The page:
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Basic Input Output System (BIOS) is a crucial program that comes preinstalled on every computer. It is the startup process of computers, ensuring that the operational system is loaded into memory to run properly.
Additionally, BIOS allows users to configure the settings according to their needs, such as changing the boot order, setting or removing the BIOS password, and more. While configuring the BIOS, it is obvious to think: Where is the saved bios configuration data stored?
Well, BIOS usually stores configured data on the complementary metal oxide semiconductor (CMOS) chip. It is a battery-powered onboard semiconductor chip installed on the computer’s motherboard.
To explore more in-depth information about BIOS configuration, keep reading the entire context.
- How Does BIOS Actually Work?
- Where Is The Saved BIOS Configuration Data Stored?
- What Are The Different Functions Of The BIOS?
- How To Enter The BIOS Setup Of A Computer?
- Some Frequently Asked Questions About BIOS Configuration
How Does BIOS Actually Work?
The BIOS is firmware integrated as a chip on every computer’s motherboard. It is a crucial program stored on an Erasable Programmable Read-Only Memory (EPROM) chip that is accessible to the CPU only.
When a computer is booted up, the BIOS receives control from the CPU. During the boot-up, the BIOS first determines whether all the necessary components are in place and functional.
Any hardware that contains the files necessary to run a computer is considered a boot device. The BIOS runs the operating system (OS) from a hard drive or other boot media into the computer’s RAM, after checking and ensuring that the boot devices are functional.
Where Is The Saved BIOS Configuration Data Stored?
BIOS configuration data is usually stored in an EEPROM chip. This chip is actually a battery-powered Complementary Metal Oxide Semiconductor (CMOS). So, if you remove or reattach the battery, the BIOS will reset.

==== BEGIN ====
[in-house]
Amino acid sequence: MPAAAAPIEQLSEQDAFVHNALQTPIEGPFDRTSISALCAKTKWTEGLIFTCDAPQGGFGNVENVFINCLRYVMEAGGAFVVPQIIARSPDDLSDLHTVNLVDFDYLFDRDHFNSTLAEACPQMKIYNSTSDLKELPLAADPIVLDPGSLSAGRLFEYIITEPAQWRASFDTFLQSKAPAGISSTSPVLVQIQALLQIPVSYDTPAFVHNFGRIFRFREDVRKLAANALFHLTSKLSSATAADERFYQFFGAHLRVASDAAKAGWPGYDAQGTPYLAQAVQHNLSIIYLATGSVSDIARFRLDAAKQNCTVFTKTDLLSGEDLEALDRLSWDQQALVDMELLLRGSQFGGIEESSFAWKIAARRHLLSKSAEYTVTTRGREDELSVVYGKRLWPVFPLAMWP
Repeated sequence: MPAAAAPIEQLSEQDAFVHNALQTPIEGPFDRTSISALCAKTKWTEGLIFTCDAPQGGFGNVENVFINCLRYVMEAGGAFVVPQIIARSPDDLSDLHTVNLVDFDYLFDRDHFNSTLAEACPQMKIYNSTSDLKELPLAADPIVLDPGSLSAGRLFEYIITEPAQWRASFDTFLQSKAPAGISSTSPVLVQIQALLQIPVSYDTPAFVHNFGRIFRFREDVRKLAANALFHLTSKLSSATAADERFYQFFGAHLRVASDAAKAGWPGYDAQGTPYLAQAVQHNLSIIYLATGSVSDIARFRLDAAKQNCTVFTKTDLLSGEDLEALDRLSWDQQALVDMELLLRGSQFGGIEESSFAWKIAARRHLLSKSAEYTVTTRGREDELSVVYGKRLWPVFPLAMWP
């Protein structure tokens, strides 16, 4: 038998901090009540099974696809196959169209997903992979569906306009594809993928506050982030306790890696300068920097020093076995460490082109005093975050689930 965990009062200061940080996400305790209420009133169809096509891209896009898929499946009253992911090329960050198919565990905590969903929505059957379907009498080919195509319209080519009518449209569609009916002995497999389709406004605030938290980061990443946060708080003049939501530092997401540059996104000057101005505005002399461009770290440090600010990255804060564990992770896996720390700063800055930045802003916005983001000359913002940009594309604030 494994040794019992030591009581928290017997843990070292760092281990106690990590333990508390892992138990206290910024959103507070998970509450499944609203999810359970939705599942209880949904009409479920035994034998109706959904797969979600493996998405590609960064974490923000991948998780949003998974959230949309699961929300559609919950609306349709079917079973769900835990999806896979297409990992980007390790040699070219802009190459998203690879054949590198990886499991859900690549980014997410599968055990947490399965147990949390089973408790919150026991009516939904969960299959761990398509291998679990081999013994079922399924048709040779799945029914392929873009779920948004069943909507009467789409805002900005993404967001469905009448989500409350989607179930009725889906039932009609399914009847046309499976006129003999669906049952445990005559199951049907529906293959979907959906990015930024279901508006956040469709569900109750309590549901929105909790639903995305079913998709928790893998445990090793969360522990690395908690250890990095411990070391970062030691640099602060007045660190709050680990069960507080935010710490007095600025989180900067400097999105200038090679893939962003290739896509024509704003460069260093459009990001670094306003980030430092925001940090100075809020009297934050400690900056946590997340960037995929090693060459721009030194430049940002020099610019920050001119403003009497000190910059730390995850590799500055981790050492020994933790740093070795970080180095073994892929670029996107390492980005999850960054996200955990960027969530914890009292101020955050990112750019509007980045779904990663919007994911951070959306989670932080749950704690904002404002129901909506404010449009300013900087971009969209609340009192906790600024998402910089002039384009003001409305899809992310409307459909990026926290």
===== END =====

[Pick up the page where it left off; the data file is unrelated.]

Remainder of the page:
Typically, EEPROM is a non-volatile chip, so the contents of the memory will stay when power is cut. Being a volatile chip, the BIOS can be re-written or uploaded at any time. This will help to improve your BIOS functions and fix different bugs.
In the past, replacing the BIOS chip required removing the old one from the computer motherboard. This task is quite challenging to do and takes a long time. Thanks to the EPROM that allows you to update and re-write your BIOS without removing the chip.
What Are The Different Functions Of The BIOS?
BIOS is the primary step to starting a computer. If the BIOS fails somehow or detects any error, your computer will not boot. Here we have demonstrated some of the main functions of BIOS.
Power On Self Test (POST)
It is the first and foremost function of the BIOS that helps to ensure your computer’s hardware is functioning properly. When the computer is switched on, BIOS usually checks all hardware through the Power On Self Test (POST). The computer will open only if the POST test is passed. If it detects an error or problem, the computer will generate different beeps to indicate the type of error.
Once the POST is completed successfully, the BIOS finds and identifies the operating system installed on the computer. If BIOS finds any operating system, it will pass the control to the OS. This is called “booting.” In that case, the BIOS also locates the OS from bootable media.
BIOS drivers are usually a collection of programs that are stored in the non-volatile EPROM chip. It helps to provide the basic information about the computer hardware.